Louisville government implements policies for city's youth programs
Nearly one year ago, several LMPD officers were accused of sexually abusing participants in the department's Explorer Program. Now Louisville Metro Government is trying to make sure an issue like that never happens again.
LOUISVILLE, Ky. (WDRB) - Nearly one year ago, several LMPD officers were accused of sexually abusing participants in the department's Explorer Program.
Now Louisville Metro Government is trying to make sure an issue like that never happens again.
"Mayor Fischer did not want to just limit and do an investigation but wanted to do an overall assessment of all programs," said JP Hamm, Louisville Metro Government's Director of Human Resources.
Once the LMPD allegations surfaced, Louisville wanted to find a way to monitor the city's 25 departments and all of its youth programs. Dozens of city programs encounter thousands of youth every year. Hamm said it can be difficult to monitor all of the programs especially when programs have different policies.
"Each department can be a little different. So with youth detention, you need to keep the youth within camera range all the time," Hamm said of the differences in departments. "At libraries there are privacy concerns where you can't have a camera in every single spot."
In order to find consistency in policies, Louisville reached out to an outside consulting agency, the McNary Group. The group took a deep-dive into each department and its current policies. The group also looked at national literature to compare how other departments around the country function when dealing with youth.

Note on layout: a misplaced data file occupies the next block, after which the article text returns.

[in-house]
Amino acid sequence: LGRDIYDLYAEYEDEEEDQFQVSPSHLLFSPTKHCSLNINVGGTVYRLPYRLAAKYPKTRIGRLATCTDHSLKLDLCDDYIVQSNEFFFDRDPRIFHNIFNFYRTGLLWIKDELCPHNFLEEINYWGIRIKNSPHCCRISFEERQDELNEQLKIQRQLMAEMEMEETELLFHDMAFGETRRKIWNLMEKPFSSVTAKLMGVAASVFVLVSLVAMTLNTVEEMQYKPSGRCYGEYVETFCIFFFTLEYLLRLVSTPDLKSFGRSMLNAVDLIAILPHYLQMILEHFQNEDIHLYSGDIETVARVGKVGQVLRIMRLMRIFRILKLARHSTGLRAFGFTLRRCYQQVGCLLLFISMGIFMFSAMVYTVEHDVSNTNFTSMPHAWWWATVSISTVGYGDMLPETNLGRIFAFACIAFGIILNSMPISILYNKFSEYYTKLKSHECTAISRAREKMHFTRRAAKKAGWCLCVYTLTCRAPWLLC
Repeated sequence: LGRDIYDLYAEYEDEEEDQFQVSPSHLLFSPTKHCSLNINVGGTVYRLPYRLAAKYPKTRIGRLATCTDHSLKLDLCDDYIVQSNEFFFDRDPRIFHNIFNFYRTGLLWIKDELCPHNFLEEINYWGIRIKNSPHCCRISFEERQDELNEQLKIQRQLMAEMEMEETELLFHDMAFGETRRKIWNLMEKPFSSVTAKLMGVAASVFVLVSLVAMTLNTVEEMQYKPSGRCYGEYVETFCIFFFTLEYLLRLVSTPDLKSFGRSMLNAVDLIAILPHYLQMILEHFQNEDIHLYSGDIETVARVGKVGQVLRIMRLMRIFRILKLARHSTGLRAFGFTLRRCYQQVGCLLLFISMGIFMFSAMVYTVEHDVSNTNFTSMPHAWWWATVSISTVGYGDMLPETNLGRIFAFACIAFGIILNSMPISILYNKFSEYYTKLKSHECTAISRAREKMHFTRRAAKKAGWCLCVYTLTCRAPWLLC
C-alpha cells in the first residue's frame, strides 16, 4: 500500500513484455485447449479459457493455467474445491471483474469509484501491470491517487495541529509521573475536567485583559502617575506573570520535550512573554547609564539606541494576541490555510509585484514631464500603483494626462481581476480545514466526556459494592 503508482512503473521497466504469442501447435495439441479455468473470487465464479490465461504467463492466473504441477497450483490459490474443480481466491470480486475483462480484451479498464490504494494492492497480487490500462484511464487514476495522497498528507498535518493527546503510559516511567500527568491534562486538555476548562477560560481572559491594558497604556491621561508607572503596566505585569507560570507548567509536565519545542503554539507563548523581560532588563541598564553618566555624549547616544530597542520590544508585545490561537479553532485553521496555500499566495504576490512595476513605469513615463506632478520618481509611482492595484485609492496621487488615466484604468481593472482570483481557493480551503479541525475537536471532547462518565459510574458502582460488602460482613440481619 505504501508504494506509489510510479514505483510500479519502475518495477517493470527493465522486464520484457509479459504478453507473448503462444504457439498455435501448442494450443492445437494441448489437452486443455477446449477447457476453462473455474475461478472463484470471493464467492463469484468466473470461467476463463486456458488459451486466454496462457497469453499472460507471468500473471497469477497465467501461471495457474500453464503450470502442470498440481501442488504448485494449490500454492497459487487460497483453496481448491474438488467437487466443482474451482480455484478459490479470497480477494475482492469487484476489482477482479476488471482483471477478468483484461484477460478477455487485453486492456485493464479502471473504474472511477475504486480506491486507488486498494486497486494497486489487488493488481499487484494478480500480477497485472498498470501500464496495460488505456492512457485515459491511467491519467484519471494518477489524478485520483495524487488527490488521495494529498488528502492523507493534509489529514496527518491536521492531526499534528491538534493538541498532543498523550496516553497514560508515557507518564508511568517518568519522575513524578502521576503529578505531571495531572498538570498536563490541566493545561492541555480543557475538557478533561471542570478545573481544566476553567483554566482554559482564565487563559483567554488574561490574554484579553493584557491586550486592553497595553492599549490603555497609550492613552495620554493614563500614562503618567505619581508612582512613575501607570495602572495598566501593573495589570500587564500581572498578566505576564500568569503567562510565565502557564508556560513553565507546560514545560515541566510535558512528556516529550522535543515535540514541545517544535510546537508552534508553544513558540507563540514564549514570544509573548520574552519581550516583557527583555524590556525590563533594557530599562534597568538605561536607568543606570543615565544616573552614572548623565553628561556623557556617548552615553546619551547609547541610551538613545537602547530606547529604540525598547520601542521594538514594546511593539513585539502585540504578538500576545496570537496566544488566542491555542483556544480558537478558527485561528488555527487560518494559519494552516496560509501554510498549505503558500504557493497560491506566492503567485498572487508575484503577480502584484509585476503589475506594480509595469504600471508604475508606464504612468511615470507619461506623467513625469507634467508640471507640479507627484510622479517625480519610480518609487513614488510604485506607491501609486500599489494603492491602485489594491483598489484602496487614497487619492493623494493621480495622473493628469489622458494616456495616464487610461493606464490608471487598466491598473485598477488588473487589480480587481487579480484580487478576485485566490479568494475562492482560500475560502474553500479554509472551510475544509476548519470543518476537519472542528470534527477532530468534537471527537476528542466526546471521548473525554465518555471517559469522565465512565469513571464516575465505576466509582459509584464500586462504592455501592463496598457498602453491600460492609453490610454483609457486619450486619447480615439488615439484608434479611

"Why not write a policy that includes how to have great boundaries with kids and get them the appropriate resources?" Melissa Johnson, LCSW with the McNary Group said.
Johnson said she assisted in the assessment and was excited to be a part of something that will make a huge impact.
"I know as a social worker, you hope for the best but you prepare for the worst," Johnson said. "And you want to find the best critical standards, critical practices for people to follow just in case something happens."
The McNary Group recommended four policies:
- create a comprehensive youth protection personnel policy
- Train all employees
- Educate employees
- Create a specific and relevant departmental code of conduct.
Hamm hopes to implement these policies in every city youth program within the next couple of months. Each policy will further help employees know when child abuse is happening and know how to appropriately handle it.
Hamm hopes parents will understand that the city is doing everything possible to keep children safe within its programs.
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